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Originally published June 27, 2013 at 3:05 PM | Page modified June 27, 2013 at 3:14 PM

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‘The Rambler’ wanders into meaningless arty horror

A movie review of “The Rambler,” a visually impressive but incoherent piece of arty horror that stars Dermot Mulroney as a drifter who loses all connection to reality.

Special to The Seattle Times

Movie Review 1.5 stars

‘The Rambler,’ with Dermot Mulroney, Natasha Lyonne, James Cady, Lindsay Pulsipher. Written and directed by Calvin Reeder. 96 minutes. Rated R for disturbing gory violence, strong language including sexual references and for brief nudity. Northwest Film Forum, through Thursday.

Reeder, a former Seattleite, will attend opening night Friday.

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Few things are more iconic in America than a drifter on an open road.

That fact should give “The Rambler” an instant advantage as a kind of hallucinatory vision of a nameless man with a guitar traveling the country’s lost highways and back trails, passing through soul-dead towns where dreams die.

Unfortunately, writer-director Calvin Reeder doesn’t know what to do with that advantage in a meaningful way. Though “The Rambler” is heavily inspired by David Lynch’s cinematic intersections of American mythology, magic and the feral subconscious (“Blue Velvet,” “Twin Peaks”), it lacks Lynch’s gift for changing the way an audience looks at the world.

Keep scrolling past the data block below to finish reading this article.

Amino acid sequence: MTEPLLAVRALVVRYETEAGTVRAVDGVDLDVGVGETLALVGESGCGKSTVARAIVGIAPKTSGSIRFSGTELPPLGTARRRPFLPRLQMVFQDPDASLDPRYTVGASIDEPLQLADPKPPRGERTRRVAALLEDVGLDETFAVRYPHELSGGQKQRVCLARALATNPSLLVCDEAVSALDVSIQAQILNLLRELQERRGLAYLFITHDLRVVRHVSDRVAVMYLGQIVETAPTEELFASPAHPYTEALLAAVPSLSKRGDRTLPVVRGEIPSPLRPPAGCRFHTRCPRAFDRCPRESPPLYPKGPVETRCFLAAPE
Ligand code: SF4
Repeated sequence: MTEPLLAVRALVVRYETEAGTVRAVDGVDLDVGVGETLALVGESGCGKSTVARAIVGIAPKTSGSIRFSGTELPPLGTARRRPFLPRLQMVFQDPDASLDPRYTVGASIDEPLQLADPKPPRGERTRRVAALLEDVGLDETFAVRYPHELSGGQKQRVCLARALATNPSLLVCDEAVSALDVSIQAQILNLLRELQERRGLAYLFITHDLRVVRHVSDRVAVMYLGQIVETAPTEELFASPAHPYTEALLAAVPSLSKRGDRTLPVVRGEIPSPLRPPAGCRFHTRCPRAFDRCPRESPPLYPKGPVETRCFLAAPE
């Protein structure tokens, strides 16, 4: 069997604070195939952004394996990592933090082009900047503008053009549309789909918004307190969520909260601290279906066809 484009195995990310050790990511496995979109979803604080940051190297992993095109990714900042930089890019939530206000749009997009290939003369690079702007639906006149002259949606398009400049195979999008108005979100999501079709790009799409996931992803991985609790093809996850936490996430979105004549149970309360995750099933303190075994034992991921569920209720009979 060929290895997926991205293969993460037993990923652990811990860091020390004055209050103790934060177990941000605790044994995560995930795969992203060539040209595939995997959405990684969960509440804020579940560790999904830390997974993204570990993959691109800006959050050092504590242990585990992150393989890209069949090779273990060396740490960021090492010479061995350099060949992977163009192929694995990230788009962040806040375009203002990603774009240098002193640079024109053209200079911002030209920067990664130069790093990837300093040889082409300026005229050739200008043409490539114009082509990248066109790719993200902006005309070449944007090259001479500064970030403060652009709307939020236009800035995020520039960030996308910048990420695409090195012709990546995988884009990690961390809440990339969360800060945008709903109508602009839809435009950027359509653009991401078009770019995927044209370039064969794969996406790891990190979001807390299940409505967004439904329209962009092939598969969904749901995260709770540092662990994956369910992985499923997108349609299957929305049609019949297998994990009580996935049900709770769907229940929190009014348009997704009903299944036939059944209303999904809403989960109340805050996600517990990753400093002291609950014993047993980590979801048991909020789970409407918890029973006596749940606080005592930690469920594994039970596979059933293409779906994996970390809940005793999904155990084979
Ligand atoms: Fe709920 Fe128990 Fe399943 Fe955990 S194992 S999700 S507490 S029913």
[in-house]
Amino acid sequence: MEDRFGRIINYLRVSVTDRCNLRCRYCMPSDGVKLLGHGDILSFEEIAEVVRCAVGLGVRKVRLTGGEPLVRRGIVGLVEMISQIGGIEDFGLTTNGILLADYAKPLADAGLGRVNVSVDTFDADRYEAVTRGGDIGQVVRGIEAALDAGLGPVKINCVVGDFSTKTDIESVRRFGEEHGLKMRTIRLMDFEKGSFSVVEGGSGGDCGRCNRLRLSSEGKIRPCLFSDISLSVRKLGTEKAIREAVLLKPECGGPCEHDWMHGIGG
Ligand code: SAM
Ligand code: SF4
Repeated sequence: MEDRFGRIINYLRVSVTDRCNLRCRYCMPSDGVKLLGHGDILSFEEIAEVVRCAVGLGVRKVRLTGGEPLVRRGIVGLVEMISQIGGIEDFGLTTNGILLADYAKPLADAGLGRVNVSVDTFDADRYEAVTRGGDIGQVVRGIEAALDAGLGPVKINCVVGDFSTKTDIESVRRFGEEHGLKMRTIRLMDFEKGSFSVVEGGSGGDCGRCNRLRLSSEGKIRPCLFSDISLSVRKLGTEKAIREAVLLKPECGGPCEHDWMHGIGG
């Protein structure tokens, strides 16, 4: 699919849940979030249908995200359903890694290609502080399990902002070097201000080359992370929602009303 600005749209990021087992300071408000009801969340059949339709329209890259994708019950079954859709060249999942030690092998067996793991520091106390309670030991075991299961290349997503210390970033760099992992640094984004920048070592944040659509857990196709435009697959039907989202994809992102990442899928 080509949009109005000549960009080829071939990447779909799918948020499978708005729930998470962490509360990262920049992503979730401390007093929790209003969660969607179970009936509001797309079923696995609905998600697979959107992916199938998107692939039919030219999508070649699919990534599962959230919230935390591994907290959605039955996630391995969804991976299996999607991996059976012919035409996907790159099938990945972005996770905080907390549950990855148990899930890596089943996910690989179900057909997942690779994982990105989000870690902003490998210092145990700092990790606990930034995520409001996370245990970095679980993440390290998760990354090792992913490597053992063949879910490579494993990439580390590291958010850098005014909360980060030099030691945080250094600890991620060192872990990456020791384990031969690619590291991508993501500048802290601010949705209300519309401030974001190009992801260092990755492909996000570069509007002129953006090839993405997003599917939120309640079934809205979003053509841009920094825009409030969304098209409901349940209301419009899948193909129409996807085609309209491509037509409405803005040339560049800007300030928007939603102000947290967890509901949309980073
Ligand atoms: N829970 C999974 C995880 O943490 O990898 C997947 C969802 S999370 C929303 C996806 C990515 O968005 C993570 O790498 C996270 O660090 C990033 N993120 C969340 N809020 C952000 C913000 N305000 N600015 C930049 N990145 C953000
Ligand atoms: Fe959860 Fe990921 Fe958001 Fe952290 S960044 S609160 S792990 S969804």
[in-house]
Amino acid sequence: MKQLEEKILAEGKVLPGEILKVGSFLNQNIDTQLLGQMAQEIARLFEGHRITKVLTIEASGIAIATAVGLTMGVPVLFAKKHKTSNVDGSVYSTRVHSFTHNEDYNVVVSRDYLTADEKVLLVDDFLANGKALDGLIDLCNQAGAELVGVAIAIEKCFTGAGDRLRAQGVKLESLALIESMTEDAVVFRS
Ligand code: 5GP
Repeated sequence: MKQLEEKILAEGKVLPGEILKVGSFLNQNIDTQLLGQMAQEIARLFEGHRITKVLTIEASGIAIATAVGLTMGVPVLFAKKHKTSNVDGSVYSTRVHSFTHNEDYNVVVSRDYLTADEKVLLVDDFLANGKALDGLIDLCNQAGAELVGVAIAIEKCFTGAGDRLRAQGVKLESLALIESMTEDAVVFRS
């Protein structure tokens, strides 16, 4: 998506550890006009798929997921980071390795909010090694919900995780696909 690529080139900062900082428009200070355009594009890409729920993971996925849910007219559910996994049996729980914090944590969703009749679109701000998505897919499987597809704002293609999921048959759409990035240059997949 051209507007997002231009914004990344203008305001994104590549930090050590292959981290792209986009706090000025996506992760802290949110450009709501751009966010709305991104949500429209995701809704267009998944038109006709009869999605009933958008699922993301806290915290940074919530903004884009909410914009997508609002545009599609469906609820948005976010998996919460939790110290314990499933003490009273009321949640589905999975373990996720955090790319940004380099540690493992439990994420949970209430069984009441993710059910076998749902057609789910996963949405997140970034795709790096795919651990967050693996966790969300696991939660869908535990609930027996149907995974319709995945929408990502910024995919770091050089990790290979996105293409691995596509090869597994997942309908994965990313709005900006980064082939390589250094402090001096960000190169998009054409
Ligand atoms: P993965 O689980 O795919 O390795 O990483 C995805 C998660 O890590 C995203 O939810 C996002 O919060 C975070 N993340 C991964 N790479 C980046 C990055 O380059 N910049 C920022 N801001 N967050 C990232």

While there’s no question Reeder has a ferocious imagination and enviable visual talent, “The Rambler” adds up to a numbing, pointless parade of fetishes, grotesques and arty horror with no narrative — offbeat or otherwise — justification behind it.

There is a wryness behind early scenes in which the film’s anti-hero, the Rambler (Dermot Mulroney), is seen surviving a prison stint in the Southwest, followed by a return home to an oversexed, angry partner (Natasha Lyonne) and a thankless job in a pawnshop. Inevitably, Mulroney’s character, never without aviator glasses, hitchhikes his way toward his brother’s ranch in Oregon.

The Rambler’s long journey gradually loses all reality and coherence as he becomes involved with a madman (James Cady) whose dream machine explodes the heads of victims; a singing waitress (Lindsay Pulsipher) who may or may not exist or become a gooey monster; or a crazed fiend who vomits extensively onto his face.

Images and ghosts and circumstances keep cycling through the Rambler’s days, but without any useful resonance. There is no why or how behind the story’s feverish acceleration into a free-associating nightmare.

This is one road movie stuck in a ditch.

Tom Keogh:

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